Proofreading is an essential part of music preparation, whether it’s engraving for publication, a recording session, or for performance.
It’s more than merely having an eye for detail. Good proofreading really boils down to having an efficient and methodical / systematic approach which allows every aspect of the music on every page to be examined consistently and thoroughly.
I recommend the method advocated by William Holab and David Fetheroff in “The G. Schirmer/AMP Manual of Style and Usage” as a great starting point. Once you’ve learned how it works, you may modify the process somewhat, as I have, but the gist is, you want to specifically target groups of musical elements one at a time in a methodical manner to produce consistent and accurate results.
In the G. Schirmer system, the proofreader prints out a copy of the score or part and pencils the following letters at the top of the page, crossing each letter off as that task is complete:
Articulations are small symbols which which are normally placed near the notehead to indicate how a note is to be played.
However, when music appears in more than one Voice or Layer, the placement rules change. Earlier versions of Finale required a lot of manual adjustment to make articulations appear in the right place where there were multiple Layers. In current versions of FInale, users can take advantage of a positioning feature for articulations called “Auto Note / Stem Side”:
use for: accent, accent-staccato, accent-tenuto, marcatissimo, marcato accent (rooftop) marcato staccato, staccato and tenuto (sostenuto).
In Finale, sometimes it is desirable to copy only the material from one Layer (e.g. voice) to another location. However, while you can use use the settings in Edit > Edit Filter to control which elements are copied, all Filter settings apply to all visible Layers. But Finale has a very powerful feature hidden in the Document menu : “Show Active Layer Only”.
All you have to remember to use this feature is “If you don’t see it, it won’t get copied”. So, to copy only the music from Layer 2 onto the clipboard, make Layer 2 active, then select “Show Active Layer Only”.
Keep in mind that you can use this in connection with your settings in the Edit Filter to get very precise control of what gets copied to the Clipboard, for instance, copy just articulations attached to Layer 2…
In Finale, with the slur tool selected, double click on the start note of the slur, but don’t release the mouse after the second click (down, up, down). Instead, drag the slur right to extend it. As it passes each subsequent note, it becomes highlighted, indicating that the slur will “snap” to that note. If you release the mouse while you see the highlight, the slur will be properly attached to the desired destination note.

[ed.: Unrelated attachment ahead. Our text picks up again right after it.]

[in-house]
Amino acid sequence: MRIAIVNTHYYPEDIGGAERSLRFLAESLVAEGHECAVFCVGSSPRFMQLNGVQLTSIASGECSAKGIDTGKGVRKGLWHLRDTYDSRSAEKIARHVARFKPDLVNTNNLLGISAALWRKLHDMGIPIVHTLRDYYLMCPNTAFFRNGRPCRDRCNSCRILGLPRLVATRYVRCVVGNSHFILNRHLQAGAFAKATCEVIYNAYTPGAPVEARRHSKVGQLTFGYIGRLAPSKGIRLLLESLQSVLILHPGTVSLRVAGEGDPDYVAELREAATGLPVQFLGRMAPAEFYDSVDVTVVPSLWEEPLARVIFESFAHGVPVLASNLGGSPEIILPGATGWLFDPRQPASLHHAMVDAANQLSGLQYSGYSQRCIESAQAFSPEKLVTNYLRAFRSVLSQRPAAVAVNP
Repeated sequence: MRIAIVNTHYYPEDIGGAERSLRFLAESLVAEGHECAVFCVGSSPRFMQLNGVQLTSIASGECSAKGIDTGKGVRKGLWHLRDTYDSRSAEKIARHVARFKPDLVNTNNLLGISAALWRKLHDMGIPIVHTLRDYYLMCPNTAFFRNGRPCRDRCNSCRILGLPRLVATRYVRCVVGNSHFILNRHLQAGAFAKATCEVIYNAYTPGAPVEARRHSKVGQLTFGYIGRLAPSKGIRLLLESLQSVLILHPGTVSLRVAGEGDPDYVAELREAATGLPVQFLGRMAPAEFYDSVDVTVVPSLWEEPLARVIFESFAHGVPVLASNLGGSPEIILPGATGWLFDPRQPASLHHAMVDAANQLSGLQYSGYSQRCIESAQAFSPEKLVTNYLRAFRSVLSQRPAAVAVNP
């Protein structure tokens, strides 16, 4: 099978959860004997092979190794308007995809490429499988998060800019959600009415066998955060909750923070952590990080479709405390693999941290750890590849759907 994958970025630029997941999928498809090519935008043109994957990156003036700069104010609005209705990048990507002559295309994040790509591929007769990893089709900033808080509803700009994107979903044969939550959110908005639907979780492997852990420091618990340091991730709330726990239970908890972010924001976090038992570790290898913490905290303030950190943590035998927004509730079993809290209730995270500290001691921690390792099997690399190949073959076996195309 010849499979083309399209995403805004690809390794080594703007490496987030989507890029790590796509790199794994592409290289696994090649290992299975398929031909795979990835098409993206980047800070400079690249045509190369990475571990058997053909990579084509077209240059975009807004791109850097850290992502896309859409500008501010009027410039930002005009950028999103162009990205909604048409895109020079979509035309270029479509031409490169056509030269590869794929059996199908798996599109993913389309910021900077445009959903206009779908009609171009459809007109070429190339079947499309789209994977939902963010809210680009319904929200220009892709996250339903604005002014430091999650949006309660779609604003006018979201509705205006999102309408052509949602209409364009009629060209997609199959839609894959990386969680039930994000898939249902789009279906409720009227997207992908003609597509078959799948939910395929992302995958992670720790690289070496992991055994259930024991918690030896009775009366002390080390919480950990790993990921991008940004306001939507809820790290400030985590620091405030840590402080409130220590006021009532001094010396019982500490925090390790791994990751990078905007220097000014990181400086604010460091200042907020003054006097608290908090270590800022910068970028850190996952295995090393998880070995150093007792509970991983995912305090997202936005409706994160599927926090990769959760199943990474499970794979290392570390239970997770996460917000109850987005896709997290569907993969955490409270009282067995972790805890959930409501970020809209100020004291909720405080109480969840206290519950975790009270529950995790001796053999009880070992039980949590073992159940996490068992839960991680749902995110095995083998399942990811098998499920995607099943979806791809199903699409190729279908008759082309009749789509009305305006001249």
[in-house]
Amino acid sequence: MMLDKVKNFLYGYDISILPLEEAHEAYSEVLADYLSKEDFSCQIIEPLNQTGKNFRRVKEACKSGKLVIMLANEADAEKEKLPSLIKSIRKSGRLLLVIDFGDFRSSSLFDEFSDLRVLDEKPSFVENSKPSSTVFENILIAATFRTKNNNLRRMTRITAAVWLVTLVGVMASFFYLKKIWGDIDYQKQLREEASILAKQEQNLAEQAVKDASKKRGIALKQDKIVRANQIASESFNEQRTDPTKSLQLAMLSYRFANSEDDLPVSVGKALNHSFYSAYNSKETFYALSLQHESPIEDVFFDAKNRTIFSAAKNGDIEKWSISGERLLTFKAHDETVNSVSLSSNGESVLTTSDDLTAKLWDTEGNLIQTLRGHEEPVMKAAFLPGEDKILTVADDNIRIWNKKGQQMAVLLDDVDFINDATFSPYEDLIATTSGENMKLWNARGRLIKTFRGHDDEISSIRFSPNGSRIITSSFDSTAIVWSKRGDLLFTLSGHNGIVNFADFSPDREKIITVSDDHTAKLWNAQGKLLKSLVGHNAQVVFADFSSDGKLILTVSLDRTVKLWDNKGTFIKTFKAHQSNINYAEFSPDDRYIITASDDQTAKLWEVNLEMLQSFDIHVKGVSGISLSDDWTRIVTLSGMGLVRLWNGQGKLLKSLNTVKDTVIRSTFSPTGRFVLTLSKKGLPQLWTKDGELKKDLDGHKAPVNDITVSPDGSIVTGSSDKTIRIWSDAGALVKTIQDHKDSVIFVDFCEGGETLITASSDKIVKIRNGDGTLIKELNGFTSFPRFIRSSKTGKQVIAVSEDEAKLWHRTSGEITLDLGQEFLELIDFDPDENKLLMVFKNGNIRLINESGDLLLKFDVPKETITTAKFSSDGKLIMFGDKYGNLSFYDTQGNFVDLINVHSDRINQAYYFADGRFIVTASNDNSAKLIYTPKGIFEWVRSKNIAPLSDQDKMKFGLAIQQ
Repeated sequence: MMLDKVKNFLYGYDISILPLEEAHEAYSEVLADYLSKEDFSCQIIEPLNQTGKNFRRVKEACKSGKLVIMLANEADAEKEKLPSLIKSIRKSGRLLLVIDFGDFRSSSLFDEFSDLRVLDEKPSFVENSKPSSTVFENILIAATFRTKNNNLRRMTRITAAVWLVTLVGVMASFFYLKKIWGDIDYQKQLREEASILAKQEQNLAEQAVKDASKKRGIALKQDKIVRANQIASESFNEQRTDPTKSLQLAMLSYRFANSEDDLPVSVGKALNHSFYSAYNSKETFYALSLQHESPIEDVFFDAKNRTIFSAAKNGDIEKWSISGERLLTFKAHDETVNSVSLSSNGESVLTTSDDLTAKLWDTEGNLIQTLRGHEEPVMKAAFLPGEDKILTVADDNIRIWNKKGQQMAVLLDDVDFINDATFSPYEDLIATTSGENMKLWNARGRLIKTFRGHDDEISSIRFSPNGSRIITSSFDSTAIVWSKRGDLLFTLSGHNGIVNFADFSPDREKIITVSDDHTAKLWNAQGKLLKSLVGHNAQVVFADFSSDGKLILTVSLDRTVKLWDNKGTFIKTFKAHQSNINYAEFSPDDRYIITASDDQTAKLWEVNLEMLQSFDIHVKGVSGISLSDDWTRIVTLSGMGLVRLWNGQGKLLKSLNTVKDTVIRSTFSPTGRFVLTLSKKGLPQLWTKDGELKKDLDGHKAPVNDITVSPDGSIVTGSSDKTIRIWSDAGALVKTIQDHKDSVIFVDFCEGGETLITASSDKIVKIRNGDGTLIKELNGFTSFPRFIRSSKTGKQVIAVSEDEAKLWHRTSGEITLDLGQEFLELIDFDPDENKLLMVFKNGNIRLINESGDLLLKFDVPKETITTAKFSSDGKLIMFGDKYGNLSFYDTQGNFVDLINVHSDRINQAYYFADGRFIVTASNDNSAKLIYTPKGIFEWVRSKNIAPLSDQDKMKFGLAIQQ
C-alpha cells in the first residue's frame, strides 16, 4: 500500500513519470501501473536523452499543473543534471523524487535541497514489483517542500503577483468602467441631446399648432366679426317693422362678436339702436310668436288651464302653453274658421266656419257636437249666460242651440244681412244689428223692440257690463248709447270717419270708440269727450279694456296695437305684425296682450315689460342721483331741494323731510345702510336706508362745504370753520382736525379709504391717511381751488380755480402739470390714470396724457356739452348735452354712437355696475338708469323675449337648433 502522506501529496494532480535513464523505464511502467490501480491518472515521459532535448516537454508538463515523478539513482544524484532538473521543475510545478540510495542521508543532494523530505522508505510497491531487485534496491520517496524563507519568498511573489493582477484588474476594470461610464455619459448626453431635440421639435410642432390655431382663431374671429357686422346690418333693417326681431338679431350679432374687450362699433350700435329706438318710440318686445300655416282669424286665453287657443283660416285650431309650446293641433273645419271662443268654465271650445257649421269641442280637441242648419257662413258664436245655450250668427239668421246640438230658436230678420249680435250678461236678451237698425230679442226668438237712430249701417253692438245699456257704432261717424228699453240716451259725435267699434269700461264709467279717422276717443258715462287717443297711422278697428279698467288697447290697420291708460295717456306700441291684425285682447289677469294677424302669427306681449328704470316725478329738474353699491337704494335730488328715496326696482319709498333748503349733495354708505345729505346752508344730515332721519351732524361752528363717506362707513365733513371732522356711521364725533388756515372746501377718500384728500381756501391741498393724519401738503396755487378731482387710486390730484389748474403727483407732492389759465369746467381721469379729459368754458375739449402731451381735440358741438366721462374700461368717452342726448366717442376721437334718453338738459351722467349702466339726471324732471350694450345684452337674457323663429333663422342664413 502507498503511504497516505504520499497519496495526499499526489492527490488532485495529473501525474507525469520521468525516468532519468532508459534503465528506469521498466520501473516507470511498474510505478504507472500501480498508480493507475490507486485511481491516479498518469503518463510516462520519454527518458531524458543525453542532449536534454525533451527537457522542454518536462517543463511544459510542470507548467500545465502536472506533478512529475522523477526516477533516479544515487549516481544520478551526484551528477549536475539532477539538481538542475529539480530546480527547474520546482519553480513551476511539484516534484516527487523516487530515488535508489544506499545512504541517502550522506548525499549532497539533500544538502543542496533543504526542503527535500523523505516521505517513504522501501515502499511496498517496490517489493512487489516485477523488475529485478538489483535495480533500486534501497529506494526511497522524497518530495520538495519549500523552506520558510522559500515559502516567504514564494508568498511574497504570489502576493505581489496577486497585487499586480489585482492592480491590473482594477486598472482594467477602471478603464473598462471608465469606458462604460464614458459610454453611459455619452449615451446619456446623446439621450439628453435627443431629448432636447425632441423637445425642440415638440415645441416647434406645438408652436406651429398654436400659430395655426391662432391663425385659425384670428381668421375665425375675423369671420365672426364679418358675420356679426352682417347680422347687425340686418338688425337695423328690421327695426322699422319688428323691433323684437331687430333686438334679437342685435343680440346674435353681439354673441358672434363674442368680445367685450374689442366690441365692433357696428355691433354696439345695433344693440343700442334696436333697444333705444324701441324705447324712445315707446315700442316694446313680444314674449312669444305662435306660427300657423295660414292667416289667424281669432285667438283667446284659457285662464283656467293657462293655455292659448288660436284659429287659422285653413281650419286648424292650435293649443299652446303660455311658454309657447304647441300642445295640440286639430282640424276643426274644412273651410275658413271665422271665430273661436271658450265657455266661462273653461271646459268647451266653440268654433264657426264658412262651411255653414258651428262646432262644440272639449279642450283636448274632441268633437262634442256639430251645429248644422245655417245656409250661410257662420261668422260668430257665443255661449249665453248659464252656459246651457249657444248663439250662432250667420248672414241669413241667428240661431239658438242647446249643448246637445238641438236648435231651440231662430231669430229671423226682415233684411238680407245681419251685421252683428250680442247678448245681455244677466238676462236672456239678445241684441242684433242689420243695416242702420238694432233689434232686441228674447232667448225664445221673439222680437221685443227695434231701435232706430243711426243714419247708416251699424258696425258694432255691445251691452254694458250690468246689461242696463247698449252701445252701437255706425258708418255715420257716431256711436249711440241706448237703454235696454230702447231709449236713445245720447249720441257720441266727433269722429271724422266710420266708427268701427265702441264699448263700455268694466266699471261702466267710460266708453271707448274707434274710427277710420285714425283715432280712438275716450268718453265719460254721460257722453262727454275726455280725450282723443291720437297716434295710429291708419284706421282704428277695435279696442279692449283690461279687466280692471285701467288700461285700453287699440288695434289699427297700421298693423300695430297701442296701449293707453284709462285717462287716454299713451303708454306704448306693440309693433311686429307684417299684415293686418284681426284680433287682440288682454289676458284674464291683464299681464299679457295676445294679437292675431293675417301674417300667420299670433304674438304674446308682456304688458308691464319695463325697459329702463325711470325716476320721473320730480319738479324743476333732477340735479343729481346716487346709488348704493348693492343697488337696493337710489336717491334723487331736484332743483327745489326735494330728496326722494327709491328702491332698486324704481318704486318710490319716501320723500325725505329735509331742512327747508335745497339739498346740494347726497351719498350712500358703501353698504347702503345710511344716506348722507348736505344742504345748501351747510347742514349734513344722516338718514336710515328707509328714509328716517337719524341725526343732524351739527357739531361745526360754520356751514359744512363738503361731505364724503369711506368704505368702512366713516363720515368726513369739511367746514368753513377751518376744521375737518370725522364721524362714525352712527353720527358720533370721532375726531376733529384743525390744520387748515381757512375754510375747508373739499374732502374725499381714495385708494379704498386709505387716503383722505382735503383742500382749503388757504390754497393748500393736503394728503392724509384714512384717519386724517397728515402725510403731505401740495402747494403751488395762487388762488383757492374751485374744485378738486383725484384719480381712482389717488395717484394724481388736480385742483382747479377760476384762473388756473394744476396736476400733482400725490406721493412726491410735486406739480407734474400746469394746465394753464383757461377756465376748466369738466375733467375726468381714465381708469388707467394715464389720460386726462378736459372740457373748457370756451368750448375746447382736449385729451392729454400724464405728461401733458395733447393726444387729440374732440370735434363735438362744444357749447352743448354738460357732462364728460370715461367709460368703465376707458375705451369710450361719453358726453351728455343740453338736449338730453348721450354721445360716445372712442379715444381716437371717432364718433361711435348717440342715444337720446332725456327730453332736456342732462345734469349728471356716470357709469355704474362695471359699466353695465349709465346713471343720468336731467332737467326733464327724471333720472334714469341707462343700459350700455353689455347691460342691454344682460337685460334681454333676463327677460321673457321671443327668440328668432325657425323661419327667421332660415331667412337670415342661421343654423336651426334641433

While this technique will also work across systems, or even pages, it’s sometimes easier to enter phrase marks using Scroll View, since everything is linear in this view.
Bowings are a type of symbol used in music notation to indicate the use of the bow in string parts, which indicate the manner in which a note should be played. Finale and Sibelius share a standard way to create these; they treat bowings as articulations, which are automatically positioned in proximity to the notehead.
For Logic users there may come the time that one needs to get a file over to Finale or Sibelius to finish a project. Logic has its own proprietary notation display formatting and doesn’t currently support Music XML. However, you can export a Standard MIDI File (SMF) and achieve good results. To maximize compatibility before exporting a SMF, you’ll need to do some adjustments, as described below.
The important proprietary formatting items are Display Quantize, Interpretation mode and to a lesser degree, Syncopation mode. These items affect Logic’s display only – playback remains unaffected. You may also need to deal with pedal markings (these do affect playback). Let’s look at what they do, and how to pass along this information in a SMF.
In my post “Keep it Together in Finale or Sibelius : Score & Parts in the same file“, we looked at methods of exploding chorded or divisi parts in the score into individual lines that, would be hidden in the page view of the score, while still available as single line parts.
Often, just the opposite workflow is required: the score already contains individual instrument staves that need to be combined for the score. That is, rather than allocating the contents of a divisi or chorded staff into individual instrument staves, the requirement is to merge data from two or more independent staves into a single combined staff.
Let’s break it down.